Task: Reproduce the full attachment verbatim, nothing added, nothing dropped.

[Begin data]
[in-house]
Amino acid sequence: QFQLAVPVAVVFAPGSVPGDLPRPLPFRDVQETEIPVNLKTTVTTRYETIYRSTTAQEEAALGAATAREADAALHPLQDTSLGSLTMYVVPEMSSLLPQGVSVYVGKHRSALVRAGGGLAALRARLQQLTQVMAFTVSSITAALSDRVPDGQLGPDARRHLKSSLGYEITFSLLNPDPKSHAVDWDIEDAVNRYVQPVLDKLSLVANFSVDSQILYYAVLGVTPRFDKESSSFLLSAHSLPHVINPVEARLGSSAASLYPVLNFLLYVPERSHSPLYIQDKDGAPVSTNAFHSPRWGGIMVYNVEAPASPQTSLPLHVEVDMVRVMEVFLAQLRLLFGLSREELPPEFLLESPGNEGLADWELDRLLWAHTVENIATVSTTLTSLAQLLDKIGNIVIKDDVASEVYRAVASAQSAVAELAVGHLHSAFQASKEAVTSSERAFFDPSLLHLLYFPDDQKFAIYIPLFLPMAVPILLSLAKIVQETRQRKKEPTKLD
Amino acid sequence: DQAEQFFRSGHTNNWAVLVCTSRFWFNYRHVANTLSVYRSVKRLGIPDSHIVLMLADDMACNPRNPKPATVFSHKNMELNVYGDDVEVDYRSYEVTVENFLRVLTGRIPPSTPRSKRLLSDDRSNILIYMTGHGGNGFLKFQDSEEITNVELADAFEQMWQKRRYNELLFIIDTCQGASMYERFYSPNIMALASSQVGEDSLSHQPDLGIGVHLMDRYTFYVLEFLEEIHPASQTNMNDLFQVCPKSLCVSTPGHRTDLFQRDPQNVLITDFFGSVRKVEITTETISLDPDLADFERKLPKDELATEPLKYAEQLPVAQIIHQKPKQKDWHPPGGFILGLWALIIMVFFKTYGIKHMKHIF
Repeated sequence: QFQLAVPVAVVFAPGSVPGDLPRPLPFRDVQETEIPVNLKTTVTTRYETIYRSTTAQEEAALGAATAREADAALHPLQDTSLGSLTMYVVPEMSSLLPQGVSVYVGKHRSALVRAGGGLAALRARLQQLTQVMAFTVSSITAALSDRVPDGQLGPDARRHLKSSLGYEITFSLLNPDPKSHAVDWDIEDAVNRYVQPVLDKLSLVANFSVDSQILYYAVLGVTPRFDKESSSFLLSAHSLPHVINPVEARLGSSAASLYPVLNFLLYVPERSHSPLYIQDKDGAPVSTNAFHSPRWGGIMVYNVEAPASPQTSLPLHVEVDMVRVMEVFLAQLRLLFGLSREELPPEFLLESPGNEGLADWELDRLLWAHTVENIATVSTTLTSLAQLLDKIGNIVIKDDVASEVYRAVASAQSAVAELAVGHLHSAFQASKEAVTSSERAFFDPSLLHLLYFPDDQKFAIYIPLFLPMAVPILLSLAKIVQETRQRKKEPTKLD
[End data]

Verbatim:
[in-house]
Amino acid sequence: QFQLAVPVAVVFAPGSVPGDLPRPLPFRDVQETEIPVNLKTTVTTRYETIYRSTTAQEEAALGAATAREADAALHPLQDTSLGSLTMYVVPEMSSLLPQGVSVYVGKHRSALVRAGGGLAALRARLQQLTQVMAFTVSSITAALSDRVPDGQLGPDARRHLKSSLGYEITFSLLNPDPKSHAVDWDIEDAVNRYVQPVLDKLSLVANFSVDSQILYYAVLGVTPRFDKESSSFLLSAHSLPHVINPVEARLGSSAASLYPVLNFLLYVPERSHSPLYIQDKDGAPVSTNAFHSPRWGGIMVYNVEAPASPQTSLPLHVEVDMVRVMEVFLAQLRLLFGLSREELPPEFLLESPGNEGLADWELDRLLWAHTVENIATVSTTLTSLAQLLDKIGNIVIKDDVASEVYRAVASAQSAVAELAVGHLHSAFQASKEAVTSSERAFFDPSLLHLLYFPDDQKFAIYIPLFLPMAVPILLSLAKIVQETRQRKKEPTKLD
Amino acid sequence: DQAEQFFRSGHTNNWAVLVCTSRFWFNYRHVANTLSVYRSVKRLGIPDSHIVLMLADDMACNPRNPKPATVFSHKNMELNVYGDDVEVDYRSYEVTVENFLRVLTGRIPPSTPRSKRLLSDDRSNILIYMTGHGGNGFLKFQDSEEITNVELADAFEQMWQKRRYNELLFIIDTCQGASMYERFYSPNIMALASSQVGEDSLSHQPDLGIGVHLMDRYTFYVLEFLEEIHPASQTNMNDLFQVCPKSLCVSTPGHRTDLFQRDPQNVLITDFFGSVRKVEITTETISLDPDLADFERKLPKDELATEPLKYAEQLPVAQIIHQKPKQKDWHPPGGFILGLWALIIMVFFKTYGIKHMKHIF
Repeated sequence: QFQLAVPVAVVFAPGSVPGDLPRPLPFRDVQETEIPVNLKTTVTTRYETIYRSTTAQEEAALGAATAREADAALHPLQDTSLGSLTMYVVPEMSSLLPQGVSVYVGKHRSALVRAGGGLAALRARLQQLTQVMAFTVSSITAALSDRVPDGQLGPDARRHLKSSLGYEITFSLLNPDPKSHAVDWDIEDAVNRYVQPVLDKLSLVANFSVDSQILYYAVLGVTPRFDKESSSFLLSAHSLPHVINPVEARLGSSAASLYPVLNFLLYVPERSHSPLYIQDKDGAPVSTNAFHSPRWGGIMVYNVEAPASPQTSLPLHVEVDMVRVMEVFLAQLRLLFGLSREELPPEFLLESPGNEGLADWELDRLLWAHTVENIATVSTTLTSLAQLLDKIGNIVIKDDVASEVYRAVASAQSAVAELAVGHLHSAFQASKEAVTSSERAFFDPSLLHLLYFPDDQKFAIYIPLFLPMAVPILLSLAKIVQETRQRKKEPTKLD